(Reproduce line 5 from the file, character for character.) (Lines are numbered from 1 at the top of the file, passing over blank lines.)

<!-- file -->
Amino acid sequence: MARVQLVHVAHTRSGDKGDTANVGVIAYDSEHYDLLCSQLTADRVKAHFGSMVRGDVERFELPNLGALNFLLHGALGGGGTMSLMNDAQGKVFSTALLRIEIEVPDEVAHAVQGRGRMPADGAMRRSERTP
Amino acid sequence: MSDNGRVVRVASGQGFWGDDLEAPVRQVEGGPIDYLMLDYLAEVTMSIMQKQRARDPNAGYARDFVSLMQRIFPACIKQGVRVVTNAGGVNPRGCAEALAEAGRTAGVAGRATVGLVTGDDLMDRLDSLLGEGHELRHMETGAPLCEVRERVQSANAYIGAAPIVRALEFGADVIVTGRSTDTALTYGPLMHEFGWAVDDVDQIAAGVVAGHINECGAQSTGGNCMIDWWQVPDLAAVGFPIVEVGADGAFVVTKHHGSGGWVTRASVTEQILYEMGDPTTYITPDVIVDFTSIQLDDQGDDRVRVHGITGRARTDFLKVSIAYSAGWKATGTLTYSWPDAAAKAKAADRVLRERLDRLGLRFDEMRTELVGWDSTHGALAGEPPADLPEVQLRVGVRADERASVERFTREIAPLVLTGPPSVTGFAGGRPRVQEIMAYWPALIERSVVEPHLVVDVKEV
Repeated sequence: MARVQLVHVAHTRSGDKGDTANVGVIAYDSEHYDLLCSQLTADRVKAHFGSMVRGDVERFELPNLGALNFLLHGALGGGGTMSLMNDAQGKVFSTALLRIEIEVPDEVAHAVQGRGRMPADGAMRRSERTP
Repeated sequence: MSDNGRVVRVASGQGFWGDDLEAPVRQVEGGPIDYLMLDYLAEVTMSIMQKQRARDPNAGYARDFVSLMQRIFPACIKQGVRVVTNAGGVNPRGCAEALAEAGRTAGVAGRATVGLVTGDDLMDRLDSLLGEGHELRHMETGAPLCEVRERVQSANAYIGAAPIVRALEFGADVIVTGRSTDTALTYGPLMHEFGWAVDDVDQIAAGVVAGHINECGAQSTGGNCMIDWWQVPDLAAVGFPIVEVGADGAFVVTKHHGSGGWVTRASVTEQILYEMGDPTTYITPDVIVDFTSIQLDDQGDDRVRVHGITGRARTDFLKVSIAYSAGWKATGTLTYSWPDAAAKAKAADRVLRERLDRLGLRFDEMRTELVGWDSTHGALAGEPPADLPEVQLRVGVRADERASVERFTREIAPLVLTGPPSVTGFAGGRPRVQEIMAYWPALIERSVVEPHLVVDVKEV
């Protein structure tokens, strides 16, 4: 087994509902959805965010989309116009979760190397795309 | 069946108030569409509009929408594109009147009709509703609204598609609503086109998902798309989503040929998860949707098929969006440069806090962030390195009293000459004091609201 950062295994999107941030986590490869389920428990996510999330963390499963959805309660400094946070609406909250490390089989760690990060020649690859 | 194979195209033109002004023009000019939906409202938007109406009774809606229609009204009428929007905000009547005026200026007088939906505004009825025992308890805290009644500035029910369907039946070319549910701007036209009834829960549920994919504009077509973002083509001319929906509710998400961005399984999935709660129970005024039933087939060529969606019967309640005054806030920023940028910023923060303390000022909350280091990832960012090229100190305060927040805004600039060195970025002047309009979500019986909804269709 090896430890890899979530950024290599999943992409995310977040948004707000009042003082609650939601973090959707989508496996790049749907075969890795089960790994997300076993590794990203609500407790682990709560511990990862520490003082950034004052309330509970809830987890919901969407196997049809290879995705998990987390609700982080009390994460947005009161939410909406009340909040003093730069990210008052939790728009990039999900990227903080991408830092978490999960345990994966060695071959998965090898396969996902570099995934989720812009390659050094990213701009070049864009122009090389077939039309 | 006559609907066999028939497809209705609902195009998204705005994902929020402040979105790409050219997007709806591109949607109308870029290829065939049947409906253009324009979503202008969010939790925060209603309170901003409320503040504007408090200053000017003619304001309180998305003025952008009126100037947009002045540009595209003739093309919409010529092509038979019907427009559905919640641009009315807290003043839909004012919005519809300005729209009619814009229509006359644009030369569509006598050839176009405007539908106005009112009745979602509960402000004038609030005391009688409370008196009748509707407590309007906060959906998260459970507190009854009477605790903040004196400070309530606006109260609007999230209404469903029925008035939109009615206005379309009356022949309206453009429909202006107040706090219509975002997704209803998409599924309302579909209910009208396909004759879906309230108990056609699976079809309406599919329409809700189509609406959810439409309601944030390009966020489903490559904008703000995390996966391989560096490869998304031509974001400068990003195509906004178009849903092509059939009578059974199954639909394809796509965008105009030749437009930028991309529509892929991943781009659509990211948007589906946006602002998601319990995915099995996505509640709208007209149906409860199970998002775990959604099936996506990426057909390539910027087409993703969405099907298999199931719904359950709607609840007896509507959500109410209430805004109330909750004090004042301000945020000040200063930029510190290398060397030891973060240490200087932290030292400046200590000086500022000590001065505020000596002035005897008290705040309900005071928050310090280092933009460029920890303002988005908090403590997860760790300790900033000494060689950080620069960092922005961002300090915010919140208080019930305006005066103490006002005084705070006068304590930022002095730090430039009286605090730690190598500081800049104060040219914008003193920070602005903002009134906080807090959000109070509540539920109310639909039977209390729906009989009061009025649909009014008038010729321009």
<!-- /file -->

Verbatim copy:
């Protein structure tokens, strides 16, 4: 087994509902959805965010989309116009979760190397795309 | 069946108030569409509009929408594109009147009709509703609204598609609503086109998902798309989503040929998860949707098929969006440069806090962030390195009293000459004091609201 950062295994999107941030986590490869389920428990996510999330963390499963959805309660400094946070609406909250490390089989760690990060020649690859 | 194979195209033109002004023009000019939906409202938007109406009774809606229609009204009428929007905000009547005026200026007088939906505004009825025992308890805290009644500035029910369907039946070319549910701007036209009834829960549920994919504009077509973002083509001319929906509710998400961005399984999935709660129970005024039933087939060529969606019967309640005054806030920023940028910023923060303390000022909350280091990832960012090229100190305060927040805004600039060195970025002047309009979500019986909804269709 090896430890890899979530950024290599999943992409995310977040948004707000009042003082609650939601973090959707989508496996790049749907075969890795089960790994997300076993590794990203609500407790682990709560511990990862520490003082950034004052309330509970809830987890919901969407196997049809290879995705998990987390609700982080009390994460947005009161939410909406009340909040003093730069990210008052939790728009990039999900990227903080991408830092978490999960345990994966060695071959998965090898396969996902570099995934989720812009390659050094990213701009070049864009122009090389077939039309 | 006559609907066999028939497809209705609902195009998204705005994902929020402040979105790409050219997007709806591109949607109308870029290829065939049947409906253009324009979503202008969010939790925060209603309170901003409320503040504007408090200053000017003619304001309180998305003025952008009126100037947009002045540009595209003739093309919409010529092509038979019907427009559905919640641009009315807290003043839909004012919005519809300005729209009619814009229509006359644009030369569509006598050839176009405007539908106005009112009745979602509960402000004038609030005391009688409370008196009748509707407590309007906060959906998260459970507190009854009477605790903040004196400070309530606006109260609007999230209404469903029925008035939109009615206005379309009356022949309206453009429909202006107040706090219509975002997704209803998409599924309302579909209910009208396909004759879906309230108990056609699976079809309406599919329409809700189509609406959810439409309601944030390009966020489903490559904008703000995390996966391989560096490869998304031509974001400068990003195509906004178009849903092509059939009578059974199954639909394809796509965008105009030749437009930028991309529509892929991943781009659509990211948007589906946006602002998601319990995915099995996505509640709208007209149906409860199970998002775990959604099936996506990426057909390539910027087409993703969405099907298999199931719904359950709607609840007896509507959500109410209430805004109330909750004090004042301000945020000040200063930029510190290398060397030891973060240490200087932290030292400046200590000086500022000590001065505020000596002035005897008290705040309900005071928050310090280092933009460029920890303002988005908090403590997860760790300790900033000494060689950080620069960092922005961002300090915010919140208080019930305006005066103490006002005084705070006068304590930022002095730090430039009286605090730690190598500081800049104060040219914008003193920070602005903002009134906080807090959000109070509540539920109310639909039977209390729906009989009061009025649909009014008038010729321009």